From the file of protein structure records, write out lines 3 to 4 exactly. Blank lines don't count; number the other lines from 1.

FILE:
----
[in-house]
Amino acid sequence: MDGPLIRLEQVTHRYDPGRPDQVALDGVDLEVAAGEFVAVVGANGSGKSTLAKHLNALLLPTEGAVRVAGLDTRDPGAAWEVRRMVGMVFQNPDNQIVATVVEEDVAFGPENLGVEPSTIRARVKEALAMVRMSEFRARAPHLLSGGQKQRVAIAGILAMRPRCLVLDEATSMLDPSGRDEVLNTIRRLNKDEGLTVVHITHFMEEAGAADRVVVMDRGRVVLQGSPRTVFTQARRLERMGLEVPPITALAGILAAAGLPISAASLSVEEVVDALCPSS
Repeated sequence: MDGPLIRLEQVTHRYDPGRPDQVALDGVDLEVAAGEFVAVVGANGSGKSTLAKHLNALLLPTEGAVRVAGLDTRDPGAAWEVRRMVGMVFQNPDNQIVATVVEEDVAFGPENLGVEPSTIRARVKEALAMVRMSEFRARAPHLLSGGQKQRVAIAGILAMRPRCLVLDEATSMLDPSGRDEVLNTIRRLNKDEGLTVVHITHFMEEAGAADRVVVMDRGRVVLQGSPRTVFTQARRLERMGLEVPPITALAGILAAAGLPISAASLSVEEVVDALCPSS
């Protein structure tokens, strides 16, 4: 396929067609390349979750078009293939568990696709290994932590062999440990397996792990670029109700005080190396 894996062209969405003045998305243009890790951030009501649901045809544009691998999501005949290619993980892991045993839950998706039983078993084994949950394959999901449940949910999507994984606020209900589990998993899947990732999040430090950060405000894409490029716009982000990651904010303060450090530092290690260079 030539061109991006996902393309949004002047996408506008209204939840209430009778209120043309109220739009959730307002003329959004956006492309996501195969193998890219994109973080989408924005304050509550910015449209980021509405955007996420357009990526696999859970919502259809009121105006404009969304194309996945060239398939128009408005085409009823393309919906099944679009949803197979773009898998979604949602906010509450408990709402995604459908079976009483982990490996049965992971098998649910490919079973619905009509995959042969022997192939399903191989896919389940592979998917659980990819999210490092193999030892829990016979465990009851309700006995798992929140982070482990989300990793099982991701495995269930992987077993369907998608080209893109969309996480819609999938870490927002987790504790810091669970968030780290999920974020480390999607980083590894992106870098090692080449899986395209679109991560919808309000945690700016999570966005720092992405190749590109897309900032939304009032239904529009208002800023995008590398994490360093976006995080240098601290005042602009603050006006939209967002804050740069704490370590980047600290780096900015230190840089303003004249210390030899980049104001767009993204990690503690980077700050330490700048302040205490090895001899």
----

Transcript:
Repeated sequence: MDGPLIRLEQVTHRYDPGRPDQVALDGVDLEVAAGEFVAVVGANGSGKSTLAKHLNALLLPTEGAVRVAGLDTRDPGAAWEVRRMVGMVFQNPDNQIVATVVEEDVAFGPENLGVEPSTIRARVKEALAMVRMSEFRARAPHLLSGGQKQRVAIAGILAMRPRCLVLDEATSMLDPSGRDEVLNTIRRLNKDEGLTVVHITHFMEEAGAADRVVVMDRGRVVLQGSPRTVFTQARRLERMGLEVPPITALAGILAAAGLPISAASLSVEEVVDALCPSS
């Protein structure tokens, strides 16, 4: 396929067609390349979750078009293939568990696709290994932590062999440990397996792990670029109700005080190396 894996062209969405003045998305243009890790951030009501649901045809544009691998999501005949290619993980892991045993839950998706039983078993084994949950394959999901449940949910999507994984606020209900589990998993899947990732999040430090950060405000894409490029716009982000990651904010303060450090530092290690260079 030539061109991006996902393309949004002047996408506008209204939840209430009778209120043309109220739009959730307002003329959004956006492309996501195969193998890219994109973080989408924005304050509550910015449209980021509405955007996420357009990526696999859970919502259809009121105006404009969304194309996945060239398939128009408005085409009823393309919906099944679009949803197979773009898998979604949602906010509450408990709402995604459908079976009483982990490996049965992971098998649910490919079973619905009509995959042969022997192939399903191989896919389940592979998917659980990819999210490092193999030892829990016979465990009851309700006995798992929140982070482990989300990793099982991701495995269930992987077993369907998608080209893109969309996480819609999938870490927002987790504790810091669970968030780290999920974020480390999607980083590894992106870098090692080449899986395209679109991560919808309000945690700016999570966005720092992405190749590109897309900032939304009032239904529009208002800023995008590398994490360093976006995080240098601290005042602009603050006006939209967002804050740069704490370590980047600290780096900015230190840089303003004249210390030899980049104001767009993204990690503690980077700050330490700048302040205490090895001899």